Can deep vein thrombosis be prevented?
There are a few things you can do to reduce your risk of blood clots.
Sometimes, even otherwise healthy people will notice some ankle swelling if they’ve been sitting in the same position for a long time, like on a transatlantic flight. So, try to avoid long periods of inactivity or immobility. Get up and walk around frequently to keep your blood flowing, whether you’re in your car on a long trip or sitting at your desk or on the sofa.
If you have any injury to your legs or body, be vigilant about watching yourself for symptoms.
If you’re carrying excess body weight, look into weight loss programs.
And if you smoke, quit now. Medication and counseling are the best ways to do it. Call 1-800-784-8669 or text QUIT to 47848. Cancer patients can also enroll in MD Anderson’s Tobacco Research and Treatment Program.
Request an appointment at MD Anderson online or by calling 1-877-632-6789.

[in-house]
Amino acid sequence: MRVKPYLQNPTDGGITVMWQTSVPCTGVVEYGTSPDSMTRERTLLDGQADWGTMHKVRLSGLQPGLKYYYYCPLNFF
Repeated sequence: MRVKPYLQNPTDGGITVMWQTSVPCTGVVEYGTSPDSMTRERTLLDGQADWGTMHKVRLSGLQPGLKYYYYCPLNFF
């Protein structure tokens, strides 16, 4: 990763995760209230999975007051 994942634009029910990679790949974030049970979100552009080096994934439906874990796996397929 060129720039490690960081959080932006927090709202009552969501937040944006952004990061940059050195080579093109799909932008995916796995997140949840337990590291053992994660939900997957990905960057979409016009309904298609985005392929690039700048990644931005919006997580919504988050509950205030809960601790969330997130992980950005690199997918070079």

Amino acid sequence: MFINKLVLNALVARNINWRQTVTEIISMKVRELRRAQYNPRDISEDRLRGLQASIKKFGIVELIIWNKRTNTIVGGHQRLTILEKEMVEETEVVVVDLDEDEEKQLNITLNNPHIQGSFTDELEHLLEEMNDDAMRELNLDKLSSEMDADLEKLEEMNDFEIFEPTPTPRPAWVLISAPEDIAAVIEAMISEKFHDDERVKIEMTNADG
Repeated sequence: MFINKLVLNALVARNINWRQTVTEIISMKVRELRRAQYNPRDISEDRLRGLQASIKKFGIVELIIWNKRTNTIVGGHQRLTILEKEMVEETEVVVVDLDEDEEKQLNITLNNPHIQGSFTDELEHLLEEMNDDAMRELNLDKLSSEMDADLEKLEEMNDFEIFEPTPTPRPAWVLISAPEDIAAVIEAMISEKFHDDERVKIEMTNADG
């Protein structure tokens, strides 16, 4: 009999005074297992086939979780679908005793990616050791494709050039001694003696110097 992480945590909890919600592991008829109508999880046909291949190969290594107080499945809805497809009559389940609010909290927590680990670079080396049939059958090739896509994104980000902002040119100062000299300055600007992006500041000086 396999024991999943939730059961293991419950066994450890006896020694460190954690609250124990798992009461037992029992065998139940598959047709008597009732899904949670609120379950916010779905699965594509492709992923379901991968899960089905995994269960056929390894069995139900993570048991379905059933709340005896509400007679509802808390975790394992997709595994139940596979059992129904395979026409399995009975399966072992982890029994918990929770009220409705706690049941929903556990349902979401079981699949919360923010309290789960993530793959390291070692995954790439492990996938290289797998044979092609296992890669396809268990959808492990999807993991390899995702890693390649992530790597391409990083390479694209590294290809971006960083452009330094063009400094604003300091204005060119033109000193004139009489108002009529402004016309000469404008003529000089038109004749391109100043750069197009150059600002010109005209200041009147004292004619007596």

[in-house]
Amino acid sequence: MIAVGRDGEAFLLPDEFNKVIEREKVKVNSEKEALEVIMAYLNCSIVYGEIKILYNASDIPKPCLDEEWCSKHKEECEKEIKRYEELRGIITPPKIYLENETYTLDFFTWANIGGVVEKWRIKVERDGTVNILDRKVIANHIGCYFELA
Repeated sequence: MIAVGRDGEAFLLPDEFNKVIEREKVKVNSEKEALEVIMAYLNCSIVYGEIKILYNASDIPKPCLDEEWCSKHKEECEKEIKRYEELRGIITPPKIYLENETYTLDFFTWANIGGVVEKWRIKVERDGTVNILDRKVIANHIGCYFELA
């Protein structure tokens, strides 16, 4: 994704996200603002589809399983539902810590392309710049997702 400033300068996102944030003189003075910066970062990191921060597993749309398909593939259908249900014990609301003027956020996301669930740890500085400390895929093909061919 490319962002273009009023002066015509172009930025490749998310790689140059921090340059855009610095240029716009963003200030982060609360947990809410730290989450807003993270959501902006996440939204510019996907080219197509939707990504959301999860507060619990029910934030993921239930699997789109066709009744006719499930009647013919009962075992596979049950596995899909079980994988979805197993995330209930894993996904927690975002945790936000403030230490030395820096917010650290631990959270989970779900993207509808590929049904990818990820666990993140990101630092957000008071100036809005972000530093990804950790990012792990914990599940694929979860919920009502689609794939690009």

If you cannot afford your medicine that is filled at an MD Anderson pharmacy,
contact a Pharmacy Reimbursement Representative for assistance at 713-563-4965.
You may qualify for a patient assistance program.
If the prescription was filled outside of MD Anderson, contact your provider for assistance.
Questions about your anticoagulants?
If you have been given a prescription for anticoagulation medicine, it is very important that you follow the directions carefully when taking it.
If you are an MD Anderson patient and have questions about your anticoagulant medication, send your team a message in MyChart. We will respond to you within one business day. Each medical message goes to your physician’s nursing team to ensure messages are read in a timely manner.
If your concern is urgent, call your center and ask to speak to a nurse. After hours and weekends, call 877-632-6789 to talk with askMDAnderson nurses.